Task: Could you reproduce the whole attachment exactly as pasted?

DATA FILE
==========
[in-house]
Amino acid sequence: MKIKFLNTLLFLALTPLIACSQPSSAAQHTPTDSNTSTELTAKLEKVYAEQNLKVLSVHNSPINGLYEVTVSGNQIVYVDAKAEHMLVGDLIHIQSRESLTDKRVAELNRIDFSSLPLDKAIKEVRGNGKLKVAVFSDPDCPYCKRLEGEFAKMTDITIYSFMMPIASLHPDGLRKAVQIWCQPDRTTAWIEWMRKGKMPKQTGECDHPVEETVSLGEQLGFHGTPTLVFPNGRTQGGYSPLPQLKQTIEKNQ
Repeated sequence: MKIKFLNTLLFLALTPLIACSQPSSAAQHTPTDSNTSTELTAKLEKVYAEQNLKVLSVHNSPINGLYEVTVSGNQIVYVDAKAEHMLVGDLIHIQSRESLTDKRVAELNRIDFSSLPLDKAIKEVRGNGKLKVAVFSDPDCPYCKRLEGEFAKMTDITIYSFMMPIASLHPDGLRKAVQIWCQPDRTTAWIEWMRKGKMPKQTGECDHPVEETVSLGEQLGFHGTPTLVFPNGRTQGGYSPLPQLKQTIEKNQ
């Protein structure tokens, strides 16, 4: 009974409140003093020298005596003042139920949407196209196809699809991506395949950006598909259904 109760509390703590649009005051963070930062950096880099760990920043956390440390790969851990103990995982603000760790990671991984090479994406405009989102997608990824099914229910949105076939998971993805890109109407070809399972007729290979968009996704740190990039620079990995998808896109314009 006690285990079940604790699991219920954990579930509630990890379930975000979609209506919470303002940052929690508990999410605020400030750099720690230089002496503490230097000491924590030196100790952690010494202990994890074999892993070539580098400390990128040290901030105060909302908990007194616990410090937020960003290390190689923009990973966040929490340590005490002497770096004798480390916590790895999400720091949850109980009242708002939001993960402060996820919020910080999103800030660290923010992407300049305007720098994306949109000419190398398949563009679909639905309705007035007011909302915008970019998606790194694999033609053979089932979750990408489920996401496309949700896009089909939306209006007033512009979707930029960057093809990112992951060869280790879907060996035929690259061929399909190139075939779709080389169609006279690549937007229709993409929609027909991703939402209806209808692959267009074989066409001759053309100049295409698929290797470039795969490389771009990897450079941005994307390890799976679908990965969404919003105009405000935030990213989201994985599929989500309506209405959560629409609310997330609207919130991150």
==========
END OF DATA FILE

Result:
[in-house]
Amino acid sequence: MKIKFLNTLLFLALTPLIACSQPSSAAQHTPTDSNTSTELTAKLEKVYAEQNLKVLSVHNSPINGLYEVTVSGNQIVYVDAKAEHMLVGDLIHIQSRESLTDKRVAELNRIDFSSLPLDKAIKEVRGNGKLKVAVFSDPDCPYCKRLEGEFAKMTDITIYSFMMPIASLHPDGLRKAVQIWCQPDRTTAWIEWMRKGKMPKQTGECDHPVEETVSLGEQLGFHGTPTLVFPNGRTQGGYSPLPQLKQTIEKNQ
Repeated sequence: MKIKFLNTLLFLALTPLIACSQPSSAAQHTPTDSNTSTELTAKLEKVYAEQNLKVLSVHNSPINGLYEVTVSGNQIVYVDAKAEHMLVGDLIHIQSRESLTDKRVAELNRIDFSSLPLDKAIKEVRGNGKLKVAVFSDPDCPYCKRLEGEFAKMTDITIYSFMMPIASLHPDGLRKAVQIWCQPDRTTAWIEWMRKGKMPKQTGECDHPVEETVSLGEQLGFHGTPTLVFPNGRTQGGYSPLPQLKQTIEKNQ
């Protein structure tokens, strides 16, 4: 009974409140003093020298005596003042139920949407196209196809699809991506395949950006598909259904 109760509390703590649009005051963070930062950096880099760990920043956390440390790969851990103990995982603000760790990671991984090479994406405009989102997608990824099914229910949105076939998971993805890109109407070809399972007729290979968009996704740190990039620079990995998808896109314009 006690285990079940604790699991219920954990579930509630990890379930975000979609209506919470303002940052929690508990999410605020400030750099720690230089002496503490230097000491924590030196100790952690010494202990994890074999892993070539580098400390990128040290901030105060909302908990007194616990410090937020960003290390190689923009990973966040929490340590005490002497770096004798480390916590790895999400720091949850109980009242708002939001993960402060996820919020910080999103800030660290923010992407300049305007720098994306949109000419190398398949563009679909639905309705007035007011909302915008970019998606790194694999033609053979089932979750990408489920996401496309949700896009089909939306209006007033512009979707930029960057093809990112992951060869280790879907060996035929690259061929399909190139075939779709080389169609006279690549937007229709993409929609027909991703939402209806209808692959267009074989066409001759053309100049295409698929290797470039795969490389771009990897450079941005994307390890799976679908990965969404919003105009405000935030990213989201994985599929989500309506209405959560629409609310997330609207919130991150």